Vale Lucian Freud
One of the greatest British painters of the twentieth century died today after an illness. Lucian Freud’s work is characterised by a muddy palette and thickly layered paint, creating a complex and multi-layered study of the subject. His view of his subject is uncompromising. Even a pregnant Kate Moss seems more real on canvas than she ever does in real life photos.
His work has increased in value over the years: in 2008, Benefits supervisor sleeping, was sold for GBP17m.
Grandson of Sigmund Freud, he was born in Berlin in December 1922, and came to England with his family in 1933. He studied briefly at the Central School of Art in London and at Cedric Morris’s East Anglian School of Painting and Drawing in Dedham.
His first solo exhibition, in 1944 at the Lefevre Gallery, featured the now celebrated The Painter’s Room 1944. In the summer of 1946, he went to Paris before going on to Greece for several months. He has lived and worked his whole life in London.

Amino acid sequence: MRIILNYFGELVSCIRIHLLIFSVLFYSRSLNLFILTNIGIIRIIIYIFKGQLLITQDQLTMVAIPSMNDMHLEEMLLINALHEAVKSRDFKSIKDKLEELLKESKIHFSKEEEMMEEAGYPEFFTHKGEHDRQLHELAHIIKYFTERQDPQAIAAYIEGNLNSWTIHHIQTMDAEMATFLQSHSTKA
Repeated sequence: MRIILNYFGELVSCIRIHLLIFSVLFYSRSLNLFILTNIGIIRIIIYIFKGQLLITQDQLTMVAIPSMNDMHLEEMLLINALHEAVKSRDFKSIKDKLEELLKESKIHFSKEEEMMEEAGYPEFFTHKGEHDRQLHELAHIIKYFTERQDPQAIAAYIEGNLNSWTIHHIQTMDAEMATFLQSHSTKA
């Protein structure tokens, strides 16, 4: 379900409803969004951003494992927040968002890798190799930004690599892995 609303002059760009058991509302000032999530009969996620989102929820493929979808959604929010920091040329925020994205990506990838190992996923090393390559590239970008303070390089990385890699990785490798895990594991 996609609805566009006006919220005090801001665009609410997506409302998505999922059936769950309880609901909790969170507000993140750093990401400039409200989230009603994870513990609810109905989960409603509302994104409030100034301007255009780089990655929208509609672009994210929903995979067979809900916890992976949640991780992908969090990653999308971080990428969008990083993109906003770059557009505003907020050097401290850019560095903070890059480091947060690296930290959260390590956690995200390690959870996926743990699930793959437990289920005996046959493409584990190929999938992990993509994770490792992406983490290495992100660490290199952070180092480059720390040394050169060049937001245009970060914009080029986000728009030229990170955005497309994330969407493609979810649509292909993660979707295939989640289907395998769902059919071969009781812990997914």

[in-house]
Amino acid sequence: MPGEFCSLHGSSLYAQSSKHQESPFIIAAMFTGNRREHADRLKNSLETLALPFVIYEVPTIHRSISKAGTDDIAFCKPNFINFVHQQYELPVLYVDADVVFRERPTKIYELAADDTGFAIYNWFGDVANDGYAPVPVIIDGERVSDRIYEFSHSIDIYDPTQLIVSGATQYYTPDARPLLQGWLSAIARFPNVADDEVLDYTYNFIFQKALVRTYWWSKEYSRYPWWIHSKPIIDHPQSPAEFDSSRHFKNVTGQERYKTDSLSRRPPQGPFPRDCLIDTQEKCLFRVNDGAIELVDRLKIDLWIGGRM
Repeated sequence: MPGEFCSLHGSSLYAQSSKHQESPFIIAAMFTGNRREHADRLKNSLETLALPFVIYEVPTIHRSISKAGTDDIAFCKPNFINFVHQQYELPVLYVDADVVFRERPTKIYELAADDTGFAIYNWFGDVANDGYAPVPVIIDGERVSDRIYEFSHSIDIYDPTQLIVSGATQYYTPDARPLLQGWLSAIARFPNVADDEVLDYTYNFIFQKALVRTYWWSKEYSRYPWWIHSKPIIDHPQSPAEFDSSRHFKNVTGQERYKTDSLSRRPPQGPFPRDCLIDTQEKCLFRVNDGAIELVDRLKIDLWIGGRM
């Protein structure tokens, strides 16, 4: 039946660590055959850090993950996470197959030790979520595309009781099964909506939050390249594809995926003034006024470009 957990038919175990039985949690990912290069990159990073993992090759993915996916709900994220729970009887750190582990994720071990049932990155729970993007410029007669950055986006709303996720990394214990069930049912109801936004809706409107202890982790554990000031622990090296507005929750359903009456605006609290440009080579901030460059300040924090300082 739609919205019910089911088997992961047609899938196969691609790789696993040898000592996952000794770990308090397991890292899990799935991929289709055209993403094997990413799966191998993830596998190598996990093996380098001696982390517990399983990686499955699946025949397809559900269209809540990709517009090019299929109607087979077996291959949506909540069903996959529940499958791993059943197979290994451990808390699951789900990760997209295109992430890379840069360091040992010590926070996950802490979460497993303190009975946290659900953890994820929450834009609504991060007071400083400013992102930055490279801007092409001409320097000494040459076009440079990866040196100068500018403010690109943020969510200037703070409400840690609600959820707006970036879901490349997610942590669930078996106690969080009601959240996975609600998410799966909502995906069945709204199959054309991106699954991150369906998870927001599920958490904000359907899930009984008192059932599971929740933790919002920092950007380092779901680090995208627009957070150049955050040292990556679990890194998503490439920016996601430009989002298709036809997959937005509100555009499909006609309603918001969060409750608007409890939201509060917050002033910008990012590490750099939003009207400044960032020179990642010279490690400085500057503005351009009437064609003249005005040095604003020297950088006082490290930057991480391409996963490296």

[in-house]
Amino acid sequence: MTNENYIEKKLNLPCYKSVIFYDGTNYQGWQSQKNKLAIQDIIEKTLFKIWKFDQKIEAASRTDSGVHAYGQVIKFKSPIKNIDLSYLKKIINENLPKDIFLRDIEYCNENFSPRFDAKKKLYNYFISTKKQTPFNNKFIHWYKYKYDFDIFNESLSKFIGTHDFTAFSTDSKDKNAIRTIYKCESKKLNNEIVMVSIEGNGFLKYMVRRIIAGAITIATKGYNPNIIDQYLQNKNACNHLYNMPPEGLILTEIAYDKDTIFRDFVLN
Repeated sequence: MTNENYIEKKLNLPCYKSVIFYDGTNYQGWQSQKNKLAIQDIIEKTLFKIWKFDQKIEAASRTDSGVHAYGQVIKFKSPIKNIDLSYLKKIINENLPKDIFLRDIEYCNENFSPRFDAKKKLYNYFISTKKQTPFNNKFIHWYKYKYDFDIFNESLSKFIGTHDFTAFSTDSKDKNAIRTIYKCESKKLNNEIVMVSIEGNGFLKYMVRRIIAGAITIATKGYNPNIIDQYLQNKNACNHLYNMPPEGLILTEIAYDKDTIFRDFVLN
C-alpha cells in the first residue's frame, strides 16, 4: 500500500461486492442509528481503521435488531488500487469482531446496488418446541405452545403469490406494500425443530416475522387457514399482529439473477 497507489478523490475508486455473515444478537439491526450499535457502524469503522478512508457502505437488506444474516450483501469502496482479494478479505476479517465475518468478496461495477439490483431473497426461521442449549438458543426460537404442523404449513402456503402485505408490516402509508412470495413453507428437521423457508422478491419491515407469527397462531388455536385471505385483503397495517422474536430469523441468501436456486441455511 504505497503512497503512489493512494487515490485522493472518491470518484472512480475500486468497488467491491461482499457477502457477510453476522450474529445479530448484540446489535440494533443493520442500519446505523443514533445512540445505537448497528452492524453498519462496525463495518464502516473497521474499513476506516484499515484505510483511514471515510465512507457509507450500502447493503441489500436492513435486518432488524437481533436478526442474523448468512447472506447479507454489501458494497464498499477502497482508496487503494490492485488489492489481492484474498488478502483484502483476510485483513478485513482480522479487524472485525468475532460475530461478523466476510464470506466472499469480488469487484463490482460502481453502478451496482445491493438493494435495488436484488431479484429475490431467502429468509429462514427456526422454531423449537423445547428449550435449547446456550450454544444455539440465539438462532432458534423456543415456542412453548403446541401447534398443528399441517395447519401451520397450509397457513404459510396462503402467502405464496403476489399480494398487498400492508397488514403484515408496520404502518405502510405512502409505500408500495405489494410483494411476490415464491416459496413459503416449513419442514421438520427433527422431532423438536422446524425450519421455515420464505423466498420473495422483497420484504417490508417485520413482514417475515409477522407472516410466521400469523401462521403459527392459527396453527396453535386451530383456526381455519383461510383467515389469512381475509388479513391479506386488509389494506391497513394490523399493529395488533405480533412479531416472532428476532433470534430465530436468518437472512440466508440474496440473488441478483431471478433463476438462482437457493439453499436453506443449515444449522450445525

Freud’s subjects are often the people in his life; friends, family, fellow painters, lovers, children. As he has said ‘The subject matter is autobiographical, it’s all to do with hope and memory and sensuality and involvement really’.
‘I paint people’, Freud has said, ‘not because of what they are like, not exactly in spite of what they are like, but how they happen to be’.
Autobiographical information from Tate Britain .
Images via the Guardian.
Top: Lucian Freud
Middle: Kate Moss 2002
Bottom: Benefits Supervisor Sleeping 2008
23 July 2011